The federal judge cited the “imminent danger” of causing “irreversible damage” to ecosystems, according to one of the plaintiffs, the non-governmental group Defending the Right to a Healthy Environment. In a statement, the group said that authorities had failed to carry out the necessary environmental impact studies before starting construction of the section.

Lopez Obrador had announced the ambitious project in 2018, with construction beginning in 2020. The roughly 1,500km (930 mile) cargo and passenger rail loop was presented as a cornerstone of a wider plan to develop the poorer states and remote towns throughout the about 181,000sq km (70,000sq mile) Yucatan Peninsula.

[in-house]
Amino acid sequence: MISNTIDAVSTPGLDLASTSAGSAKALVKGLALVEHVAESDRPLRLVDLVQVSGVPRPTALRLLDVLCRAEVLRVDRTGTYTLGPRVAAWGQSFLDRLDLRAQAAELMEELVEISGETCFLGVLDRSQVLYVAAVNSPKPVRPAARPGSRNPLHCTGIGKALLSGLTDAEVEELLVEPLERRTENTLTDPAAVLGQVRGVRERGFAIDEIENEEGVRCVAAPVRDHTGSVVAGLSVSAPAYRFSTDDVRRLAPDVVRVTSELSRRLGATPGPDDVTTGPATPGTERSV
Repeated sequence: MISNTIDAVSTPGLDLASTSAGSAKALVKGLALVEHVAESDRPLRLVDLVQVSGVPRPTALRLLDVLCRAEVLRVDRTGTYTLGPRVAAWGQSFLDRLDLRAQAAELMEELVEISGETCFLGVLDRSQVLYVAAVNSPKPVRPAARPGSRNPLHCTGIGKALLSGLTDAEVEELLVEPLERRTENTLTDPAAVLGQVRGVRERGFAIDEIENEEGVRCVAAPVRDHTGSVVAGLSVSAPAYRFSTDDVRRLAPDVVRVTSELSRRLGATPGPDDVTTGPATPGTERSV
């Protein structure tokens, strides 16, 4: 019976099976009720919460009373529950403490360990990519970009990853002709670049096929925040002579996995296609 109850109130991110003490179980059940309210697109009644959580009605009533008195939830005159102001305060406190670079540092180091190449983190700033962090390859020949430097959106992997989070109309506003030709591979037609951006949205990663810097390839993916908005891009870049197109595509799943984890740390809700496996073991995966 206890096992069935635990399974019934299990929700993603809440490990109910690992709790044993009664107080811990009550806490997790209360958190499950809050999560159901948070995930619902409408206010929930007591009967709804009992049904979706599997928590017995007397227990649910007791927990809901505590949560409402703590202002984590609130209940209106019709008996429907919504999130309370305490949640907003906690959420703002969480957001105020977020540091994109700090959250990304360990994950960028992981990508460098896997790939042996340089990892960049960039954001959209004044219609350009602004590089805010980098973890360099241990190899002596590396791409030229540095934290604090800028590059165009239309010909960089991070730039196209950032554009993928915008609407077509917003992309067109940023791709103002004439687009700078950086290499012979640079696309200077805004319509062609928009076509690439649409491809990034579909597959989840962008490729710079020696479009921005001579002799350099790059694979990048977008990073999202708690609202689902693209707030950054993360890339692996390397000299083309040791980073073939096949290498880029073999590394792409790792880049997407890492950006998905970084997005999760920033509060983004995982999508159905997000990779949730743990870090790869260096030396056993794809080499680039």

The railway is set to connect Caribbean beach resorts with Mayan archaeological ruins, with authorities aiming to complete the project by the end of 2023. The plan is estimated to cost about $16bn.

The project has split communities across the region, with some welcoming the economic development and connectivity it would bring. Others, including some local Indigenous communities, have challenged the project, saying it could not only disrupt the migratory routes of endangered species, including jaguars, tapirs and ocelots, but could also potentially damage centuries-old Mayan archaeological sites.

The National Fund for the Promotion of Tourism, the government agency overseeing the project, has said that it expects to “overcome” the latest challenge and that work should continue after an environmental impact statement is finalised. It said the Environment Ministry was currently reviewing its environmental application for the project.

For his part, Lopez Obrador has insisted the railway will not have a significant environmental effect and has accused activists of being infiltrated by “impostors”.

Source –

Continue Reading